Loot by Joe Orton. ARTS Theatre Company directed by Adam Maher at ANU Arts Centre DramaLab Studio, June 17 – 25, 2005.
Loot is a hoot, with mystery, satire and police corruption to boot. And a real dead body. Kerrie Roberts as the ex-Mrs McLeavy deserves the best of applause for her lifeless flexibility flat out in her coffin, upside down in what was once her wardrobe, strapped up as a taylor's dummy, dragged off stage by her feet, stripped down - so we believe - thankfully behind a screen, re-dressed and returned to her coffin, to the immortal retort that Mr McLeavy had no justifable complaint about this treatment since she began the day dead and was just as dead at the end.
Living actors came off almost second-best in the face of such competition, but Lucy Goleby as the murdering nurse Fay and Steven Kennedy as Truscott, the most devious detective in the corruption business, stood out as exponents of the Orton style. British farce has a long history, but Orton invented black farce which twists and turns until logic takes bizarre directions. Especially neat is McLeavy's gormless son Hal (Michael Beard), the bank robber's off-sider, who always tells the truth and is therefore believed to be lying, ironically by the protector of the law, Truscott, who nevers tells the truth. The art lies in creating an impossible storyline which has its own line of logic, drawing us in to suspending our disbelief.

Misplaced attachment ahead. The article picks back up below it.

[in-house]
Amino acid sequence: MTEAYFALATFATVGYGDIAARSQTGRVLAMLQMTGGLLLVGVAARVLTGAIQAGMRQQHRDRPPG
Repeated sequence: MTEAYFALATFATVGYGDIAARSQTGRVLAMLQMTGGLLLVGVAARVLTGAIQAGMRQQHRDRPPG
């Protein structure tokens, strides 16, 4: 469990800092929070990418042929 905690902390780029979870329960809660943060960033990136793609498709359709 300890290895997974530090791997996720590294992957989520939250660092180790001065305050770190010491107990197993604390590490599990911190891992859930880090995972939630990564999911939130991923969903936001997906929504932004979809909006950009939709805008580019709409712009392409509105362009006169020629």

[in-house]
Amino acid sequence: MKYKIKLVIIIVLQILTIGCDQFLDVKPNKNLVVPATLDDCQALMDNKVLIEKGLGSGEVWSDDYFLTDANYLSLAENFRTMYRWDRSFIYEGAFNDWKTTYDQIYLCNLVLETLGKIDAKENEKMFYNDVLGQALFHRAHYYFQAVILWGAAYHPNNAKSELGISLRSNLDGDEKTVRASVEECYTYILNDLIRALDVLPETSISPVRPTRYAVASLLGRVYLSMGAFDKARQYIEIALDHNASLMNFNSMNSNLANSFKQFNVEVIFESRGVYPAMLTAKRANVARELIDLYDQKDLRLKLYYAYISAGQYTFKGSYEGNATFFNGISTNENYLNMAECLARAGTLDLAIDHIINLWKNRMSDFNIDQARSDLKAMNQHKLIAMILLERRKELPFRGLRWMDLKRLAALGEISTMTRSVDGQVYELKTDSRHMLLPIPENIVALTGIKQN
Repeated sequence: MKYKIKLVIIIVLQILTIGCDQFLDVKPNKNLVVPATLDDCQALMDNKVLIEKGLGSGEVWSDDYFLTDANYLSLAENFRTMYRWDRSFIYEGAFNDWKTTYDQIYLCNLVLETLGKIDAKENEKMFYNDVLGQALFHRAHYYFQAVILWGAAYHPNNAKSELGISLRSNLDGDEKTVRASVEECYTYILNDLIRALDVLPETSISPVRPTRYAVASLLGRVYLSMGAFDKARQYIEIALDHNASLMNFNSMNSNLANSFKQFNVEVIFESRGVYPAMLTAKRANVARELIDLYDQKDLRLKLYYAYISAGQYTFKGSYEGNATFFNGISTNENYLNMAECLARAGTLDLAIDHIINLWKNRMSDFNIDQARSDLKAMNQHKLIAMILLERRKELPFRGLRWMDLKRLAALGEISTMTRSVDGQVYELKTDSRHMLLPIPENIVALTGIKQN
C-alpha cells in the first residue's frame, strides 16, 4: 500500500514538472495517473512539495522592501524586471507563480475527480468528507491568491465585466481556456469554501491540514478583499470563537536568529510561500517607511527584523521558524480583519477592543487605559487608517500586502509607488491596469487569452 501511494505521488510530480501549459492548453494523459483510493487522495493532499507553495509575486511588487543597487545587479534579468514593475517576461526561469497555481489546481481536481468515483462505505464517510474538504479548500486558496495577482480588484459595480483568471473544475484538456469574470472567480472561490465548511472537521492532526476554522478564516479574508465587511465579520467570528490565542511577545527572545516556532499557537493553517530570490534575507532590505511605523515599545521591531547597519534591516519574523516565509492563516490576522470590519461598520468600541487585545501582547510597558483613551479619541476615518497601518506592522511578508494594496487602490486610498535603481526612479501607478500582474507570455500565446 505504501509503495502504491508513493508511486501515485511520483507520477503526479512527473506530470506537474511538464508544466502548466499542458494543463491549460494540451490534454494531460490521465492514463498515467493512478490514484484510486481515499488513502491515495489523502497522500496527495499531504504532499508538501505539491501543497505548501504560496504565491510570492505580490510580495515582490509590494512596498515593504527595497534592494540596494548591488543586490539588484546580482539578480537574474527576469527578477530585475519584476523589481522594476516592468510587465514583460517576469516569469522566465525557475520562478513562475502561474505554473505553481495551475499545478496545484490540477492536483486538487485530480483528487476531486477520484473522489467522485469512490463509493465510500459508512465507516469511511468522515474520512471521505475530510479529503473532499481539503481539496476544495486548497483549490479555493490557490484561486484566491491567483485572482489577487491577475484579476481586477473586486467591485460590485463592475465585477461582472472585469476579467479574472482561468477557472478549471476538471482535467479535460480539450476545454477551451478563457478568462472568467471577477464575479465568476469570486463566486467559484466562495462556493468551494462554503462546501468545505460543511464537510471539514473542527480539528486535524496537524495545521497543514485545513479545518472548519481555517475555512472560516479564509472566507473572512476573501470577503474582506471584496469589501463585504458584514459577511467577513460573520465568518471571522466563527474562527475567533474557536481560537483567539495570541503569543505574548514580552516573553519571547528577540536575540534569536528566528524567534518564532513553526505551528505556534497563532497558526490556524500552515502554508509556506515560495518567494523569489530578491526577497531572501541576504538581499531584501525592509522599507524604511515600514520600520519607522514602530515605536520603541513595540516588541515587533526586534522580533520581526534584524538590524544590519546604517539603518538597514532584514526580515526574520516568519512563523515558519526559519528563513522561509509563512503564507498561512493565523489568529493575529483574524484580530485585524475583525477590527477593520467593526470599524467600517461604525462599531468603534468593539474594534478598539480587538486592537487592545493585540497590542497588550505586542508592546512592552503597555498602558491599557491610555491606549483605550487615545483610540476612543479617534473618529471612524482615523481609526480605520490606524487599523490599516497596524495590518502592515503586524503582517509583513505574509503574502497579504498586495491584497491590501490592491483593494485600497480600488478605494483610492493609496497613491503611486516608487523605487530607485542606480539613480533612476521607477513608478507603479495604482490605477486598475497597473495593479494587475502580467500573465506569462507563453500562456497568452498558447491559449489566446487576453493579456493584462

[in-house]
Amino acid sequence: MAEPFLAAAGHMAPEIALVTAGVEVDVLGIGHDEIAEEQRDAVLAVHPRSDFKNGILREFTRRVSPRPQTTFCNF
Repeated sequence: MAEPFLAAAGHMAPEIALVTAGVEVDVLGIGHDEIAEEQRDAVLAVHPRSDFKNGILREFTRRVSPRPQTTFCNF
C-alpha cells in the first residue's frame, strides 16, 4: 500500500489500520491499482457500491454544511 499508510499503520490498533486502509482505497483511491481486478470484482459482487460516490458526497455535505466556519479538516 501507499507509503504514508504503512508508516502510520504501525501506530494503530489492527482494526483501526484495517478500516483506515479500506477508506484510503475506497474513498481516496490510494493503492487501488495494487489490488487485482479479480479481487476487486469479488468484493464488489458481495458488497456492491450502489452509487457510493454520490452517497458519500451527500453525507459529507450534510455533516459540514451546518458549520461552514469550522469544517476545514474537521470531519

Adam Maher's direction keeps up a cracking pace, sometimes a little too fast and tight for the DramaLab's bouncing acoustics, at least in the upper half of the seating. But, jokes aside, this production works very well because all the visuals are right and the timing of the action is excellent.
The program is well worth the cost for the background to the play and the author. Laughing at Orton's theatre takes a turn for the worse when one is reminded of his awful death, only the year after this play was written, murdered by his partner Kenneth Halliwell because he was jealous of Joe's success. Black farce indeed.
ARTS Theatre continues to produce theatre with a purpose, stylish without pretension, and therefore worth seeing.
© Frank McKone M.A., F.A.C.E.
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